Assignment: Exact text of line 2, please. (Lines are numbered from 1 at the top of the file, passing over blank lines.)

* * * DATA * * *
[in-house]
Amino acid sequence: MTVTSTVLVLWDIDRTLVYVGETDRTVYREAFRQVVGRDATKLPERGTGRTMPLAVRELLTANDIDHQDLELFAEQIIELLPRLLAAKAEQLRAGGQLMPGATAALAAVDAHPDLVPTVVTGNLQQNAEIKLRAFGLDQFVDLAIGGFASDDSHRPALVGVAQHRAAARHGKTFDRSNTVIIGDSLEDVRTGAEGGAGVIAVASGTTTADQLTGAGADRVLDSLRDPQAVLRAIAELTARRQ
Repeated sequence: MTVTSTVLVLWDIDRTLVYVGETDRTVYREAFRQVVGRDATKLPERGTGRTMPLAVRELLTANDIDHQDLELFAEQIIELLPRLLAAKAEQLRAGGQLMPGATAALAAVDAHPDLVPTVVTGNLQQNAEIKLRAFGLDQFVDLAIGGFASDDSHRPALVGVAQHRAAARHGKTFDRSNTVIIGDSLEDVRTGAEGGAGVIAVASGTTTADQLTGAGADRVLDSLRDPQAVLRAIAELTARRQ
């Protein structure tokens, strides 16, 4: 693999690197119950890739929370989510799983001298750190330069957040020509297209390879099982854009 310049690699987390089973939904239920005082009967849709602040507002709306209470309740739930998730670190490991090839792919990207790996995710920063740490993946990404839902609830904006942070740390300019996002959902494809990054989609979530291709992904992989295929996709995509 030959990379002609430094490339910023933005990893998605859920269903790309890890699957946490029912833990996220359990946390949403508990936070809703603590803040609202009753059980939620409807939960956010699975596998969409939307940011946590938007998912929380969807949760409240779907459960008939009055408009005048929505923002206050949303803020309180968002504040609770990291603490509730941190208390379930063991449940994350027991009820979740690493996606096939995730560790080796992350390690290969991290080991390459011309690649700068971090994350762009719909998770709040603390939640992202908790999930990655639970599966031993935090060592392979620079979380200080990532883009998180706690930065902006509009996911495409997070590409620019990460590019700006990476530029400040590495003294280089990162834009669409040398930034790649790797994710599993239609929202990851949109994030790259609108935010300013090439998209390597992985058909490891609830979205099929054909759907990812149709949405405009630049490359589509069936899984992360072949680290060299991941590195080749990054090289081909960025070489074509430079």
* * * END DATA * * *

Amino acid sequence: MTVTSTVLVLWDIDRTLVYVGETDRTVYREAFRQVVGRDATKLPERGTGRTMPLAVRELLTANDIDHQDLELFAEQIIELLPRLLAAKAEQLRAGGQLMPGATAALAAVDAHPDLVPTVVTGNLQQNAEIKLRAFGLDQFVDLAIGGFASDDSHRPALVGVAQHRAAARHGKTFDRSNTVIIGDSLEDVRTGAEGGAGVIAVASGTTTADQLTGAGADRVLDSLRDPQAVLRAIAELTARRQ